Greg Boser – doesn’t usually report because nothing usually happens.
Stephan Spencer – sometimes competitor is not being helped by paid links. It may be something else that is giving them a better boost to their site. Therefore, even if they do lose the value of paid links, they will still not necessarily lose their higher position.
Q: What are the new big SEO strategies for 2009?
Vanessa Fox – looking at the data and trying to figure out who the people are who are searching for your products, what they want and building a better experience.
Todd Friesen – regular SEO is still important. On page, content, link building. But the data is a great thing.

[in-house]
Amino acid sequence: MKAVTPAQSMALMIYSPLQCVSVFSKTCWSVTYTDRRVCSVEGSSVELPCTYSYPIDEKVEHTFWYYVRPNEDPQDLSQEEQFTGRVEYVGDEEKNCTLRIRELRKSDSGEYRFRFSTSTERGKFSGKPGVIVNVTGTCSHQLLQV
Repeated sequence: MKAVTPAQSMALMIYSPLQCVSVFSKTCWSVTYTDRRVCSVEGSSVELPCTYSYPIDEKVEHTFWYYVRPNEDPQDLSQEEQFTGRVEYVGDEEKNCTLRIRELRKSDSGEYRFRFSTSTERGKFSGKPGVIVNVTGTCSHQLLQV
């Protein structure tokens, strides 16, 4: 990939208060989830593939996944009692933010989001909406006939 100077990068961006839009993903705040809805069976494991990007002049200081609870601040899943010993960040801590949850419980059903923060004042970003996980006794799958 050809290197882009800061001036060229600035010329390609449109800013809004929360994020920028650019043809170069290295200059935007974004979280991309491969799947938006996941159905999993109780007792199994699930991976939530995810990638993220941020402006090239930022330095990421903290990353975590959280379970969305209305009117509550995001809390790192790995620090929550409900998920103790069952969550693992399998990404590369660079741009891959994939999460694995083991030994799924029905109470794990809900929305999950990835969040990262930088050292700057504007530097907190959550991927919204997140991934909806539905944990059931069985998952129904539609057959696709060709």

Greg Boser – interesting things going on in local SEO.
Rae Hoffman – Google is making it easier to fix sites and getting bad URLs out of the index. Would be great to have a global 301 and easy way to get 404 out of the index.
Brett Tabke – New search tools that include searches of Twitter URLs, what’s going on with Bing and other new real-time search.
Danny Sullivan – search analytics is really interesting. How to do more with the traffic that is arriving at the site.
Stephan Spencer – understanding what the value is for a target keyword before you actually optimize for it and get traffic. There are some great new tools to measure this.
Bruce Clay – being able to optimize against a bunch of different types of content that can be used like images, video and audio.
Todd Friesen – microformats and the value that those will bring to search optimization.